Kenyans have been nervously skating on ice - many for the first time - after the launch of East Africa's first ice skating facility.
For many Kenyans, skating on ice is a new experience
The Solar Ice Rink at a Nairobi hotel, can accommodate 200 skaters and measures 15,000 square feet.
Owners hope the rink will be a big draw for tourists across the region.
"We have a lot of first-timers - some young children, but most have picked it up really quickly," said an instructor at the rink.
"We have been having a good turn-out of people here," said Muasya Musau from the Panari Hotel in Nairobi.
"A lot of people are afraid to let go of the guard rail, but when they do, they pick it up really fast."
"It is my first time trying to skate on ice. It feels incredible," Adam Ali, a new skater on the rink, told the BBC's Michael Kaloki in Nairobi.
"I think Kenyans will accept ice skating and I think many more similar places should open so that people can have choices."
"I love it, this is really cool, "said Oshe Muda, another skater at the rink.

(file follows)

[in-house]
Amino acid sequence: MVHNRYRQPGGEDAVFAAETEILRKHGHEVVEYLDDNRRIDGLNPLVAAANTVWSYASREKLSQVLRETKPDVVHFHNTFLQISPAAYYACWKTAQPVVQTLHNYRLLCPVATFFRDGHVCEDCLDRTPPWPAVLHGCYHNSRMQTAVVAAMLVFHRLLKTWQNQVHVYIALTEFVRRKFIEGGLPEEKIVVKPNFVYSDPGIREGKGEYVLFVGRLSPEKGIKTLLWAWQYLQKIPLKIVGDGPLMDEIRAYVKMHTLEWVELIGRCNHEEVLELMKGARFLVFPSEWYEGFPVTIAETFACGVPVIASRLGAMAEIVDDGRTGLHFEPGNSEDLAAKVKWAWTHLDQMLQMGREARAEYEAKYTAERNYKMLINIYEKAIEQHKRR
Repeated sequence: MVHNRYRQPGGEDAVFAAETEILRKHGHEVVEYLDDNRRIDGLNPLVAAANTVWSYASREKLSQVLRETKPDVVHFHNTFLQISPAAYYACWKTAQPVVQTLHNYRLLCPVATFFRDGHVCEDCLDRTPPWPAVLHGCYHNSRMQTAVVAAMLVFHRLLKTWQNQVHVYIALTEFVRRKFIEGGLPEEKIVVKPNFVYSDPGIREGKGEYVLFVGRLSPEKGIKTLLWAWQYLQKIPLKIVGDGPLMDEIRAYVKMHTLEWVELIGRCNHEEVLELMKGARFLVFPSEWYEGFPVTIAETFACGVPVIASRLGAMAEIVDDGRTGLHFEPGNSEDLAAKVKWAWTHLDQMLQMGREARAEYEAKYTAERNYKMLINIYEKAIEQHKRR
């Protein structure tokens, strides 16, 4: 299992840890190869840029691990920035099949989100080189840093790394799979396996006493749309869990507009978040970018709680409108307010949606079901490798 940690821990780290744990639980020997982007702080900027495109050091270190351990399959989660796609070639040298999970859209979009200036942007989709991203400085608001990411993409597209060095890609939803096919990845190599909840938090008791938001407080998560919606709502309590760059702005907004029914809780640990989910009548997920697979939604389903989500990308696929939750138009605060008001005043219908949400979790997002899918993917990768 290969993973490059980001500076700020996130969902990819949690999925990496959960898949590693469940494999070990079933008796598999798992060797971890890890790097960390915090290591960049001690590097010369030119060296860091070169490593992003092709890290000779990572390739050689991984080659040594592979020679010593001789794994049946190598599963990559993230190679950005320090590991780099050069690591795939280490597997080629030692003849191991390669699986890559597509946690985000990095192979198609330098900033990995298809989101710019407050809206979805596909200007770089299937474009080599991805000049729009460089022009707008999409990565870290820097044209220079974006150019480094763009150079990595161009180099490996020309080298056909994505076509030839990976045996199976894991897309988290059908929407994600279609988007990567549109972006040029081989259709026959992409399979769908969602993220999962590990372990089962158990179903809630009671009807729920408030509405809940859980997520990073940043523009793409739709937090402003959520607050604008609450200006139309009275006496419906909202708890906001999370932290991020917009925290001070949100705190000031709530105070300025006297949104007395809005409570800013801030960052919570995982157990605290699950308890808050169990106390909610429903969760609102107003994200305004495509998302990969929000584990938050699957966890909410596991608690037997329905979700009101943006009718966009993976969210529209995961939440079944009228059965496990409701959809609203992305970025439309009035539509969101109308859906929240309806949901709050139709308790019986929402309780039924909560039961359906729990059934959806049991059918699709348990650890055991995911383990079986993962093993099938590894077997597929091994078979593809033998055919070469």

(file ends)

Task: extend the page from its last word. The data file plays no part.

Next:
Another new skater, Lisa Wachera, said: "I think this will be a good thing for Kenyans. It will be a new experience for them, falling down on the ice. There is a first time for everything."
However, many Kenyans may not be able to afford the hourly skating fees of 800 Kenyan shillings ($12) for adults and Ksh 500 for children.
Tourism and Wildlife Minister Morris Dzoro told reporters at the launch on Friday that the rink could be ranked on a par with those in Europe.
"I'm glad we have realised the Kenyan dream of being the first to offer ice skating as a sport in East and Central Africa."
However, a businessman in the city expressed doubts about the cost and suitability of the venture.
"I don't know whether this is necessary for Nairobi. I think there are other priorities," he said.